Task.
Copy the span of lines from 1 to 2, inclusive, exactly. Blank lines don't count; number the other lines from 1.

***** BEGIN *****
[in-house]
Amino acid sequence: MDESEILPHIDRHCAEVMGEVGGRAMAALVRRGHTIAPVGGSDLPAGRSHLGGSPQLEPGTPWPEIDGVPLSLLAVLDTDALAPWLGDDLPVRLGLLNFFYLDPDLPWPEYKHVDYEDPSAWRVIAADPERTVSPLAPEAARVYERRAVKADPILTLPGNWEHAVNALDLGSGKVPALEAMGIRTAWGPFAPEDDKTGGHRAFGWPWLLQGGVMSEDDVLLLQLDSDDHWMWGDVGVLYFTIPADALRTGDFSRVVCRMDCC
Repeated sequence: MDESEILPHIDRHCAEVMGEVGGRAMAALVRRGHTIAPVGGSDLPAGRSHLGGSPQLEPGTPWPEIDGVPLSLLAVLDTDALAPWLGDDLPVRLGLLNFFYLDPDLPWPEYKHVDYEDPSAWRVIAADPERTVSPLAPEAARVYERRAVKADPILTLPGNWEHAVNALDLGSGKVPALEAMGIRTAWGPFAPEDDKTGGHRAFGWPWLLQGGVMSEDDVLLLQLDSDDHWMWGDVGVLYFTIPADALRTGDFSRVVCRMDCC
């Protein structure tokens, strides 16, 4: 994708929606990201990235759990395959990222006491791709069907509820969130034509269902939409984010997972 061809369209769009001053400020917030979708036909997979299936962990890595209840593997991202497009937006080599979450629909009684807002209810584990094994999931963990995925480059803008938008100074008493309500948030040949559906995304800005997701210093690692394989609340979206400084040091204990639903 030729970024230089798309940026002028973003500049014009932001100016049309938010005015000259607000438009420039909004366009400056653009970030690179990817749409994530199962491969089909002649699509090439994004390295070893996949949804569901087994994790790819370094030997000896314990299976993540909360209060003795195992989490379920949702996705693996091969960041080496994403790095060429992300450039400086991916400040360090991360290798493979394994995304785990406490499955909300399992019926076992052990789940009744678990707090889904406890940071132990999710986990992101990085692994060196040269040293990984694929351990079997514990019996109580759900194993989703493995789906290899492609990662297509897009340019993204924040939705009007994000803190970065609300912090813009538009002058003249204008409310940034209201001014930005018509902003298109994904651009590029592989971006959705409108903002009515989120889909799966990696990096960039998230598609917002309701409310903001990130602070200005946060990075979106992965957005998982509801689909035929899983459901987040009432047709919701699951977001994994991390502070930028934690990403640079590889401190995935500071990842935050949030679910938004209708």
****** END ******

[in-house]
Amino acid sequence: MDESEILPHIDRHCAEVMGEVGGRAMAALVRRGHTIAPVGGSDLPAGRSHLGGSPQLEPGTPWPEIDGVPLSLLAVLDTDALAPWLGDDLPVRLGLLNFFYLDPDLPWPEYKHVDYEDPSAWRVIAADPERTVSPLAPEAARVYERRAVKADPILTLPGNWEHAVNALDLGSGKVPALEAMGIRTAWGPFAPEDDKTGGHRAFGWPWLLQGGVMSEDDVLLLQLDSDDHWMWGDVGVLYFTIPADALRTGDFSRVVCRMDCC